4. Multitask . . .

One of the best ways to manage all your obligations as a college student is to meet two of them at once. If you play a sport, can you listen to a book on tape while you’re working out, or study while you’re on the bus to a game? Or can you get a job that allows you to do schoolwork while you’re there?

Many on-campus job positions, library attendant or office helper, might combine time spent on tasks with time spent sitting at a desk and waiting for someone to need help — in other words, time you can use to work on a problem set. Babysitting in the evening might be another good job; if you take babysitting jobs that include time when the children are in bed, you can get schoolwork done while also earning money.

You can also try taking several classes that are related to each other, rather than five classes in five different departments. You’ll still need to complete separate projects and exams for each one, but it’s easier on your brain to learn a lot about a relatively constrained subject rather than a little about a variety of subjects. And, cognitive issues aside, if you take three classes about economics, then research you do for one final presentation might well be relevant to helping you solve problems in another class.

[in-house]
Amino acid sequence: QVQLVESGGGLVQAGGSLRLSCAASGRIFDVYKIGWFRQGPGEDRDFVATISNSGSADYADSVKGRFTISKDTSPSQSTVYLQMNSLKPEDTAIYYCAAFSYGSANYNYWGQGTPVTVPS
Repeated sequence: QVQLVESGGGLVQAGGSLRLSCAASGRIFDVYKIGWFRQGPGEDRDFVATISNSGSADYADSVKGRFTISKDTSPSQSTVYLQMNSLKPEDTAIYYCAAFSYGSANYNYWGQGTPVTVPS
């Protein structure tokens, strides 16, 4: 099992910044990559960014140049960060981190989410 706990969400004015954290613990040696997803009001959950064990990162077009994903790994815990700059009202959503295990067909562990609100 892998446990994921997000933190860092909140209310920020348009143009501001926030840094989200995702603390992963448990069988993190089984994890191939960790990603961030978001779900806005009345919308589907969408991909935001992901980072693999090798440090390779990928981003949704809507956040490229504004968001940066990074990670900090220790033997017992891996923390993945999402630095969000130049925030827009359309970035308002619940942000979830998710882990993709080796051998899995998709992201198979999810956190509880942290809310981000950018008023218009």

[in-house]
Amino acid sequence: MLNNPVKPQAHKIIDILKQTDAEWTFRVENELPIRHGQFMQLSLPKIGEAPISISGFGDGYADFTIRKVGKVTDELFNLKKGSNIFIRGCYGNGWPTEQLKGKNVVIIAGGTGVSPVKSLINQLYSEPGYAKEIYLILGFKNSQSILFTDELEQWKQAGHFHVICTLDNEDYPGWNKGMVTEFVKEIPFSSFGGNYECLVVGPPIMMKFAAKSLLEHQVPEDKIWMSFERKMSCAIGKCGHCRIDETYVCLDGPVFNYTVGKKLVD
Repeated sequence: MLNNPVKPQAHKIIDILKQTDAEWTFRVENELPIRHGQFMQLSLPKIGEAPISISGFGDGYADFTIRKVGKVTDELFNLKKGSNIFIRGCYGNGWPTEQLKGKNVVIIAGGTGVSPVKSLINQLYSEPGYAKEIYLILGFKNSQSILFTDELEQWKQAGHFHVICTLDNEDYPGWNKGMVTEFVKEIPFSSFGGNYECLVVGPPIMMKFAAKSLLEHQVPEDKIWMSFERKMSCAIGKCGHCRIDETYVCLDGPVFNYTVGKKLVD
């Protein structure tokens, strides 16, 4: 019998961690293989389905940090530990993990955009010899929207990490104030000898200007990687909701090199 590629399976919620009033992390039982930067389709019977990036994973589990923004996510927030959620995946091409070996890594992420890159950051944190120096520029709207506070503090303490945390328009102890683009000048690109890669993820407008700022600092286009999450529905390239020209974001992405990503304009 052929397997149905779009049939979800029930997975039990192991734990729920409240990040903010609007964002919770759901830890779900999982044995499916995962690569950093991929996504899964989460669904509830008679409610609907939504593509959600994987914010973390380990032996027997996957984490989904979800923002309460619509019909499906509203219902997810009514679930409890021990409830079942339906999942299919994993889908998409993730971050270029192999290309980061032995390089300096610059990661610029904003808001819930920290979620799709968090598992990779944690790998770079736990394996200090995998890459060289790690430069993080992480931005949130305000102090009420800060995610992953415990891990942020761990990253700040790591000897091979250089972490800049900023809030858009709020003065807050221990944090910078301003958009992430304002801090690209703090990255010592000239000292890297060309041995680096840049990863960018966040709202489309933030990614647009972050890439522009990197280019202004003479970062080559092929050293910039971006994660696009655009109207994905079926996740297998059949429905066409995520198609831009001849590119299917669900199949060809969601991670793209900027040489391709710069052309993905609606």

5. . . . But Don’t Multitask Unproductively

It is possible to try to be a little too clever when you’re struggling to get everything done. It might seem like a good idea to do your Economy problem set while you’re supposed to be taking notes on a Political Science lecture. But your GPA will probably end up suffering in the end. In an emergency situation, skip class and ask a friend to record the lecture, then catch up on it later.

When you’re deciding what to multitask, you should also take into account that some of your schoolwork can probably be done quickly under any circumstances — you can work a single math problem in a few minutes on the bus — but other assignments will be “deep work,” work that needs to be done while you are really focused.